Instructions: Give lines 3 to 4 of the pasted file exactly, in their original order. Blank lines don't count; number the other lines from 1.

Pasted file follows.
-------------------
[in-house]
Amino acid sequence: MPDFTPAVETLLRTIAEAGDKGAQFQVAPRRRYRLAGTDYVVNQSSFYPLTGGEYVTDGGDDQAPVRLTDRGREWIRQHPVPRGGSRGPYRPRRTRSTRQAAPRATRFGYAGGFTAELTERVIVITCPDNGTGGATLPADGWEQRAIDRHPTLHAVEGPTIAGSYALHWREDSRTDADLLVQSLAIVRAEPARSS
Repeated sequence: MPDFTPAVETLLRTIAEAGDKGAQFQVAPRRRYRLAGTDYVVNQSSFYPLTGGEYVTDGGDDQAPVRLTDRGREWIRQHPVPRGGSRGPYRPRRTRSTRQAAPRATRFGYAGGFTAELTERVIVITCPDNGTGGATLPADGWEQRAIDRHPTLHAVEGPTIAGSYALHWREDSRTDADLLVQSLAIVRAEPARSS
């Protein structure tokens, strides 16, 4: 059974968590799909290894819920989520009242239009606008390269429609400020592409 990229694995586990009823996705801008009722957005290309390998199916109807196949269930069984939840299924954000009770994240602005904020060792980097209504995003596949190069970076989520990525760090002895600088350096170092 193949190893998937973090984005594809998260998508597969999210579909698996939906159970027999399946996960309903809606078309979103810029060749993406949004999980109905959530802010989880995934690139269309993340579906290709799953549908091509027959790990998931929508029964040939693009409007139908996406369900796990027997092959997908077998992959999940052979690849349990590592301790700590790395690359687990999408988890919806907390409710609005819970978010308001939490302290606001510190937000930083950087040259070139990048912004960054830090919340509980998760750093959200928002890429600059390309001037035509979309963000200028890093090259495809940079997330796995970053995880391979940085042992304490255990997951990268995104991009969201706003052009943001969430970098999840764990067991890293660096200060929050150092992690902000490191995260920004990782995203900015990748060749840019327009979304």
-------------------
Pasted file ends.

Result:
Repeated sequence: MPDFTPAVETLLRTIAEAGDKGAQFQVAPRRRYRLAGTDYVVNQSSFYPLTGGEYVTDGGDDQAPVRLTDRGREWIRQHPVPRGGSRGPYRPRRTRSTRQAAPRATRFGYAGGFTAELTERVIVITCPDNGTGGATLPADGWEQRAIDRHPTLHAVEGPTIAGSYALHWREDSRTDADLLVQSLAIVRAEPARSS
């Protein structure tokens, strides 16, 4: 059974968590799909290894819920989520009242239009606008390269429609400020592409 990229694995586990009823996705801008009722957005290309390998199916109807196949269930069984939840299924954000009770994240602005904020060792980097209504995003596949190069970076989520990525760090002895600088350096170092 193949190893998937973090984005594809998260998508597969999210579909698996939906159970027999399946996960309903809606078309979103810029060749993406949004999980109905959530802010989880995934690139269309993340579906290709799953549908091509027959790990998931929508029964040939693009409007139908996406369900796990027997092959997908077998992959999940052979690849349990590592301790700590790395690359687990999408988890919806907390409710609005819970978010308001939490302290606001510190937000930083950087040259070139990048912004960054830090919340509980998760750093959200928002890429600059390309001037035509979309963000200028890093090259495809940079997330796995970053995880391979940085042992304490255990997951990268995104991009969201706003052009943001969430970098999840764990067991890293660096200060929050150092992690902000490191995260920004990782995203900015990748060749840019327009979304």